This is an animation from the US Environmental Protection Agency's Students Guide to Global Climate Change, one of a series of web pages and videos about the basics of the greenhouse effect.

This video shows 15 years of data obtained via Polar-orbiting satellites that are able to detect subtle differences in ocean color, allowing scientists to see where there are higher concentrations of phytoplankton - a proxy for the concentration of chlorophyll in the ocean.

This introductory video summarizes the process of generating solar electricity from photovoltaic and concentrating (thermal) solar power technologies.

This short cartoon video uses a simple baseball analogy (steroid use increases probability of hitting home runs) to explain how small increases in greenhouse gases can cause global temperature changes and increase the probability of extreme weather events.

This video from NASA features scientists who describe the role of salt in the oceans and global oceanic circulation, especially the effect of salinity on the density of water and its global circulation, with reference to global climate change.

This activity introduces students to different forms of energy, energy transformations, energy storage, and the flow of energy through systems. Students learn that most energy can be traced back to nuclear fusion on the sun.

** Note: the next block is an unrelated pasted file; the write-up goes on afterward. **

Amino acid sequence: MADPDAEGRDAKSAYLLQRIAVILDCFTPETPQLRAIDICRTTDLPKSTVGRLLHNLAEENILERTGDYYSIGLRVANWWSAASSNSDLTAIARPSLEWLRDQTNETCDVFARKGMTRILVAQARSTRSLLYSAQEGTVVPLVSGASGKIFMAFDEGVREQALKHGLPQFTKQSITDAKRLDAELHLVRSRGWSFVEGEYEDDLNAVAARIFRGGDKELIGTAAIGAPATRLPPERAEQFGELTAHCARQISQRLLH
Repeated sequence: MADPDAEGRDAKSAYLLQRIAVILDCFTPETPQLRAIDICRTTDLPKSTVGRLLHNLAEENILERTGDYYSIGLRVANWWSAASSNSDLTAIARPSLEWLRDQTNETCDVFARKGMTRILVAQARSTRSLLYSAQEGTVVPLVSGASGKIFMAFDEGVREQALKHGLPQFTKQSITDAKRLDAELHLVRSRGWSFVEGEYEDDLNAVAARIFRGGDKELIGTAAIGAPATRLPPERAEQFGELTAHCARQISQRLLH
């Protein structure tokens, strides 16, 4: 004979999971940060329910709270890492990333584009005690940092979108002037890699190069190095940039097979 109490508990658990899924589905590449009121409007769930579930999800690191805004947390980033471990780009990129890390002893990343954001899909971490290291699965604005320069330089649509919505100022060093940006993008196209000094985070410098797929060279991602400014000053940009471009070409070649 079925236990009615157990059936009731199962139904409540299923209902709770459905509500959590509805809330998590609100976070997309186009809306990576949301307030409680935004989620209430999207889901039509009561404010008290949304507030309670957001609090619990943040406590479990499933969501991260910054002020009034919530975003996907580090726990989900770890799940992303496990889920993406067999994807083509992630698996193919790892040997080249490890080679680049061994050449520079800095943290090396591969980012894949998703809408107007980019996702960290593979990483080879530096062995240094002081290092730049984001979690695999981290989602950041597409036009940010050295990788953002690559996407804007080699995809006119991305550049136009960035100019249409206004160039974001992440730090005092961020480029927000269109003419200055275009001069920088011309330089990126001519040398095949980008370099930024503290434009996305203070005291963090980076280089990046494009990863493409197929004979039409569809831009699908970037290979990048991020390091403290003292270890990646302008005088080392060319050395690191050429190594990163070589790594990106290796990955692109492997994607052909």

This short activity provides a way to improve understanding of a frequently-published diagram of global carbon pools and fluxes. Students create a scaled 3-D visual of carbon pools and net fluxes between pools.

This webpage contains two videos that show climate visualizations created by super computers. Both videos show climate changes that may occur during the 21st Century due to human activities based on IPCC science.

This video profiles the Arctic Inuit community of Sachs Harbour and its collaboration with scientists studying climate change. Changes in the land, sea, and animals are readily apparent to the residents of Sachs Harbourâmany of whom hunt, trap, and fishâbecause of their long-standing and intimate connection with their ecosystem. Scientists from a climate change study project interview the residents and record their observations. The scientists can use these firsthand accounts along with their own collected data to deepen their understanding of climate change in the polar region.

This visualization, from the US Geological Survey, provides a simple schematic of the various pathways that water can take as it cycles through ocean, lakes, atmosphere, surface and ground.

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